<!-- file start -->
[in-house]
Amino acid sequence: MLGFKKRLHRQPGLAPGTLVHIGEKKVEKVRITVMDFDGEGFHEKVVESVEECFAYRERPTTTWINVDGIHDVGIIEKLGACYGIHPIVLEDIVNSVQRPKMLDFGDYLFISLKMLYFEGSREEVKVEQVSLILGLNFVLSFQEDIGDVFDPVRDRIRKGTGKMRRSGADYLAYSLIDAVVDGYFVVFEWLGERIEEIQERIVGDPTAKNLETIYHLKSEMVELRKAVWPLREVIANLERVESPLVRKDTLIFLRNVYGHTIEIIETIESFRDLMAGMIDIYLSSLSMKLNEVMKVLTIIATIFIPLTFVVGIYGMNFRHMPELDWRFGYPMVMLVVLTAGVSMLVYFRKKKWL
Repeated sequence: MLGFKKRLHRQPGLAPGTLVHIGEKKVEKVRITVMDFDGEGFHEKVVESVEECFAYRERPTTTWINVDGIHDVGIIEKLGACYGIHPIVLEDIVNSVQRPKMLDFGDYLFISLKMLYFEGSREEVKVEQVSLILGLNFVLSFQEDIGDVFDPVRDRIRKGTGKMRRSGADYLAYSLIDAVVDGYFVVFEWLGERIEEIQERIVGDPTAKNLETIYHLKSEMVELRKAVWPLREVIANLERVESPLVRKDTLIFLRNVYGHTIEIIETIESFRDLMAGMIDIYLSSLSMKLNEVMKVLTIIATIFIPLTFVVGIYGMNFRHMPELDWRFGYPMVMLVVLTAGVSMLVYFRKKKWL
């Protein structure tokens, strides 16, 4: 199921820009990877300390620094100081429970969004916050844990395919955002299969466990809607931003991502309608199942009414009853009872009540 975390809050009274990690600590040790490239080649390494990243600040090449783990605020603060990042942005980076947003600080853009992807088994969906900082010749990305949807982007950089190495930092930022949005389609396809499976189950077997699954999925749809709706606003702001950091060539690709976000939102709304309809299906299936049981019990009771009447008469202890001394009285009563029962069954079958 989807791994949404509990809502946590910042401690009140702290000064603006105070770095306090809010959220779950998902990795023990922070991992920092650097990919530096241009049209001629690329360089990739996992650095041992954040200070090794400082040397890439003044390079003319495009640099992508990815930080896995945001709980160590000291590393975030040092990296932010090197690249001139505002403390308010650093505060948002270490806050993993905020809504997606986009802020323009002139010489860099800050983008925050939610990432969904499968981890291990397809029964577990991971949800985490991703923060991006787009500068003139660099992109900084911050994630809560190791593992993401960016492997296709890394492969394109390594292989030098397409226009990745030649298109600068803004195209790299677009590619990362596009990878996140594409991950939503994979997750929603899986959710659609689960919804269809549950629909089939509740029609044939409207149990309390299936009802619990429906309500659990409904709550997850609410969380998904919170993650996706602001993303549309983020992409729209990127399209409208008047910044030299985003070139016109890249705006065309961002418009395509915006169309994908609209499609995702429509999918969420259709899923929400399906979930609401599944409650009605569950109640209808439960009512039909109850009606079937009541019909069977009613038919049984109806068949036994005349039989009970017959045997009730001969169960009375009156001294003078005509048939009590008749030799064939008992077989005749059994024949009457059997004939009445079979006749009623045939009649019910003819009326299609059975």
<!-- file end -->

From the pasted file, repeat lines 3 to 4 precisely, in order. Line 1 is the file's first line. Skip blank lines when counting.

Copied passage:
Repeated sequence: MLGFKKRLHRQPGLAPGTLVHIGEKKVEKVRITVMDFDGEGFHEKVVESVEECFAYRERPTTTWINVDGIHDVGIIEKLGACYGIHPIVLEDIVNSVQRPKMLDFGDYLFISLKMLYFEGSREEVKVEQVSLILGLNFVLSFQEDIGDVFDPVRDRIRKGTGKMRRSGADYLAYSLIDAVVDGYFVVFEWLGERIEEIQERIVGDPTAKNLETIYHLKSEMVELRKAVWPLREVIANLERVESPLVRKDTLIFLRNVYGHTIEIIETIESFRDLMAGMIDIYLSSLSMKLNEVMKVLTIIATIFIPLTFVVGIYGMNFRHMPELDWRFGYPMVMLVVLTAGVSMLVYFRKKKWL
């Protein structure tokens, strides 16, 4: 199921820009990877300390620094100081429970969004916050844990395919955002299969466990809607931003991502309608199942009414009853009872009540 975390809050009274990690600590040790490239080649390494990243600040090449783990605020603060990042942005980076947003600080853009992807088994969906900082010749990305949807982007950089190495930092930022949005389609396809499976189950077997699954999925749809709706606003702001950091060539690709976000939102709304309809299906299936049981019990009771009447008469202890001394009285009563029962069954079958 989807791994949404509990809502946590910042401690009140702290000064603006105070770095306090809010959220779950998902990795023990922070991992920092650097990919530096241009049209001629690329360089990739996992650095041992954040200070090794400082040397890439003044390079003319495009640099992508990815930080896995945001709980160590000291590393975030040092990296932010090197690249001139505002403390308010650093505060948002270490806050993993905020809504997606986009802020323009002139010489860099800050983008925050939610990432969904499968981890291990397809029964577990991971949800985490991703923060991006787009500068003139660099992109900084911050994630809560190791593992993401960016492997296709890394492969394109390594292989030098397409226009990745030649298109600068803004195209790299677009590619990362596009990878996140594409991950939503994979997750929603899986959710659609689960919804269809549950629909089939509740029609044939409207149990309390299936009802619990429906309500659990409904709550997850609410969380998904919170993650996706602001993303549309983020992409729209990127399209409208008047910044030299985003070139016109890249705006065309961002418009395509915006169309994908609209499609995702429509999918969420259709899923929400399906979930609401599944409650009605569950109640209808439960009512039909109850009606079937009541019909069977009613038919049984109806068949036994005349039989009970017959045997009730001969169960009375009156001294003078005509048939009590008749030799064939008992077989005749059994024949009457059997004939009445079979006749009623045939009649019910003819009326299609059975």